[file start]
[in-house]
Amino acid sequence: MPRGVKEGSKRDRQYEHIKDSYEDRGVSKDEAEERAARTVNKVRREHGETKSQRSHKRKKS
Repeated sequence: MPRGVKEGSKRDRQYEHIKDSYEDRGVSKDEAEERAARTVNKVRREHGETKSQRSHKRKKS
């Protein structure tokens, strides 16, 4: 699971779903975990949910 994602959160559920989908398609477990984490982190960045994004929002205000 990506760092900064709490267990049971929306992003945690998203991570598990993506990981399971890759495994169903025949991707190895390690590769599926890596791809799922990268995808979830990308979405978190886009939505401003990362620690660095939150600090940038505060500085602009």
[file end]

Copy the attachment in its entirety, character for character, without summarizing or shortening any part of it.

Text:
[in-house]
Amino acid sequence: MPRGVKEGSKRDRQYEHIKDSYEDRGVSKDEAEERAARTVNKVRREHGETKSQRSHKRKKS
Repeated sequence: MPRGVKEGSKRDRQYEHIKDSYEDRGVSKDEAEERAARTVNKVRREHGETKSQRSHKRKKS
């Protein structure tokens, strides 16, 4: 699971779903975990949910 994602959160559920989908398609477990984490982190960045994004929002205000 990506760092900064709490267990049971929306992003945690998203991570598990993506990981399971890759495994169903025949991707190895390690590769599926890596791809799922990268995808979830990308979405978190886009939505401003990362620690660095939150600090940038505060500085602009």